WASHINGTON - The Senate is nearing a deal to approve, as early as today, a measure that would send tax-credit checks of up to $400 a child to 6.5 million low-income families, after Democrats spent the week hammering at Republicans for denying such families the credit under the new tax cut.
Senate leaders negotiated intensely yesterday to reach a bipartisan deal, but it was unclear whether a vote would come by the end of the week. Conservative Republicans in the Senate and House, who are loath to give a tax credit to people who earn too little to owe income taxes, are pushing to pair the bill with other long-sought tax cuts, such as a repeal of the estate tax.
Democrats seized on reports that the 10-year, $350 billion tax-cut package enacted last week deprives many lower-income people of some of its benefits - and provides nothing for others - to renew their attacks on Republicans for what they say is an unfair measure. This time, Democrats have a concrete example, made more politically potent because it involves children.
"People can focus on it because it's one issue and it's so grossly unfair," Sen. Barbara A. Mikulski, a Maryland Democrat, said of the decision not to extend the child tax credit to some lower-income people. Republicans "really poke working families in the eye with what they've done."
The measure being discussed would cover families with annual incomes between $10,500 and $26,625. They include an estimated 103,000 families - with 196,000 children - in Maryland, according to Citizens for Tax Justice, an advocacy group for low- and middle-income people.
Even if Senate leaders can agree to approve it, the bill faces obstacles in the House. Majority Leader Tom DeLay, a Texas Republican, has dismissed the measure as a low priority and has said the House would consider it only as part of a broader package of tax cuts.
"There are a lot of other things that are more important than that," DeLay told reporters. "To me, it's a little difficult to give tax relief to those who do not pay income taxes. It's a spending program."
Democrats and some Republicans say it is flagrantly unfair to deprive poor people of the benefits of a tax cut that was billed as a boon to all Americans.
"As our nation struggles with a sluggish economy, we should ensure that everyone benefits from the tax cut," said Sen. Blanche Lambert Lincoln, an Arkansas Democrat.
Lincoln, who is sponsoring the $3.5 billion tax-credit measure with Sen. Olympia J. Snowe, a Maine Republican, tried yesterday to force a Senate vote. But Republicans blocked the move.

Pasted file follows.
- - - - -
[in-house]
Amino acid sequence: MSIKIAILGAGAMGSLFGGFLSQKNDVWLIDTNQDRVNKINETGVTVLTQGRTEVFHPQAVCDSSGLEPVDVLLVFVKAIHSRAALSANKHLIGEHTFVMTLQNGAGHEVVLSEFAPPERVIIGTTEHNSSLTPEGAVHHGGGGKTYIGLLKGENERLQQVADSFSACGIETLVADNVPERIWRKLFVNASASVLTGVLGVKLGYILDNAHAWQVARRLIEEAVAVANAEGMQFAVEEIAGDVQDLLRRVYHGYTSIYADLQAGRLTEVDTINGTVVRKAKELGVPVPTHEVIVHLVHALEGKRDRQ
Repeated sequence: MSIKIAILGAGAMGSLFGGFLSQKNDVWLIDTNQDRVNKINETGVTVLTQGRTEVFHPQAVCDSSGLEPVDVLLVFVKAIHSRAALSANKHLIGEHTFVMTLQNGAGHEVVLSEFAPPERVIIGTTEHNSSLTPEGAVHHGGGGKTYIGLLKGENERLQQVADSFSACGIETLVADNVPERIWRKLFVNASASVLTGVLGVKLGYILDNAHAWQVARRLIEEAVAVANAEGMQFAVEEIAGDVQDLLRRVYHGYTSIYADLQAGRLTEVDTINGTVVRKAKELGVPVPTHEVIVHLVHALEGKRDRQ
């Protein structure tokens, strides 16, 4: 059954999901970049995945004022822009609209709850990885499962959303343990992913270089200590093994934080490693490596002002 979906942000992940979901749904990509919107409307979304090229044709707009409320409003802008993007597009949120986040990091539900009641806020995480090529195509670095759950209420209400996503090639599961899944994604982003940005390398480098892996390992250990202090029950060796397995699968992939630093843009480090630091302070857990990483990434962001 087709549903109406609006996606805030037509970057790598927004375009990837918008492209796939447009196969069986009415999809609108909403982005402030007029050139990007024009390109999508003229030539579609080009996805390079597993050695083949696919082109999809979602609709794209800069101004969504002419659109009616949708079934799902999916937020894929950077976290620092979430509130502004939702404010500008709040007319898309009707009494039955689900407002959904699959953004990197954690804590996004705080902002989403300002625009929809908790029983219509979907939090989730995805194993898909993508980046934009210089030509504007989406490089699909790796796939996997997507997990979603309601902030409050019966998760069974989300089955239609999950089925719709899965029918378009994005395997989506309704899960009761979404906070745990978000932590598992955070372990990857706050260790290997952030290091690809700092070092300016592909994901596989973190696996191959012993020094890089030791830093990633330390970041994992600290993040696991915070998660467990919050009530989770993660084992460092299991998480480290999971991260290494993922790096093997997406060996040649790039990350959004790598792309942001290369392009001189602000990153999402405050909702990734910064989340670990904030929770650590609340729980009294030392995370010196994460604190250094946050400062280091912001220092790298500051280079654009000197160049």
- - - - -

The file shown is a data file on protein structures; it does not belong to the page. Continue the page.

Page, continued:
Sen. Charles E. Grassley, the Iowa Republican who is chairman of the Finance Committee, wants to couple the change with a measure to make permanent the increase in the child tax credit. Sen. Kay Bailey Hutchison, a Texas Republican, wants to attach a permanent extension of tax breaks for married couples.
But many Republicans oppose the low-income child-tax-credit measure on principle.
"I don't like the idea of sending a check to people who don't pay income taxes," said Sen. Trent Lott, a Mississippi Republican.
Senate action on the measure would be a follow-up to enactment last week of the $350 billion tax-cut and state aid package. That package included an increase, from $600 to $1,000, in the child tax credit, which benefits families with dependent children. The credit is not given to those who earn $110,000 or more a year.
The increase in the child credit was originally scheduled for 2010; the new tax-cut law makes it immediate but sets an expiration date of next year. If Congress does not act to make the increase permanent, the credit would fall to $700 in 2005. But lawmakers are widely expected to make the increase permanent before then.
Also included in the tax-cut package was a provision to make the child tax credit refundable so that some lower-income families who do not earn enough to owe income tax could still receive it. But the provision to widen eligibility for the credit - added by Lincoln before the Finance Committee approved the measure last month - was dropped by House-Senate negotiators before its final passage.
The Lincoln-Snowe measure would restore it and would pay for the change by closing corporate tax loopholes.
House Democrats introduced a version of the measure yesterday. They say they are eager to exploit the topic as proof of what Rep. Steny H. Hoyer of Southern Maryland, the Democratic whip, called "the Republicans' misguided, cold-hearted agenda."
"We are going to talk about it as much as we can possibly talk about it," Hoyer said.